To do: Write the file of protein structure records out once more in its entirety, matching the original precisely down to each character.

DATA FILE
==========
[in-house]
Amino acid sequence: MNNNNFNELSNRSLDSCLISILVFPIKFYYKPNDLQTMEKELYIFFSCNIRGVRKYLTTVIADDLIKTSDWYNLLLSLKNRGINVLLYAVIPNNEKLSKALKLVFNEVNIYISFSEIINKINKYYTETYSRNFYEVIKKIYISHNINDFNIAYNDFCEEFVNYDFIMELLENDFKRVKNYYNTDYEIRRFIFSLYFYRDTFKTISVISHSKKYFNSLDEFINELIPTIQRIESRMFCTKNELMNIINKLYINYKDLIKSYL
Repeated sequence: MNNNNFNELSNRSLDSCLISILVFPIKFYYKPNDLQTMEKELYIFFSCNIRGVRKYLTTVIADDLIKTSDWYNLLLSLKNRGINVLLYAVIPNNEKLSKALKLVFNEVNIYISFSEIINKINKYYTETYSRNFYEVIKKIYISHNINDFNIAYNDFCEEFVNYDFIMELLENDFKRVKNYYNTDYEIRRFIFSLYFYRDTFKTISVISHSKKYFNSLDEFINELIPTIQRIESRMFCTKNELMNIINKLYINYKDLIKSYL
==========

[in-house]
Amino acid sequence: MNNNNFNELSNRSLDSCLISILVFPIKFYYKPNDLQTMEKELYIFFSCNIRGVRKYLTTVIADDLIKTSDWYNLLLSLKNRGINVLLYAVIPNNEKLSKALKLVFNEVNIYISFSEIINKINKYYTETYSRNFYEVIKKIYISHNINDFNIAYNDFCEEFVNYDFIMELLENDFKRVKNYYNTDYEIRRFIFSLYFYRDTFKTISVISHSKKYFNSLDEFINELIPTIQRIESRMFCTKNELMNIINKLYINYKDLIKSYL
Repeated sequence: MNNNNFNELSNRSLDSCLISILVFPIKFYYKPNDLQTMEKELYIFFSCNIRGVRKYLTTVIADDLIKTSDWYNLLLSLKNRGINVLLYAVIPNNEKLSKALKLVFNEVNIYISFSEIINKINKYYTETYSRNFYEVIKKIYISHNINDFNIAYNDFCEEFVNYDFIMELLENDFKRVKNYYNTDYEIRRFIFSLYFYRDTFKTISVISHSKKYFNSLDEFINELIPTIQRIESRMFCTKNELMNIINKLYINYKDLIKSYL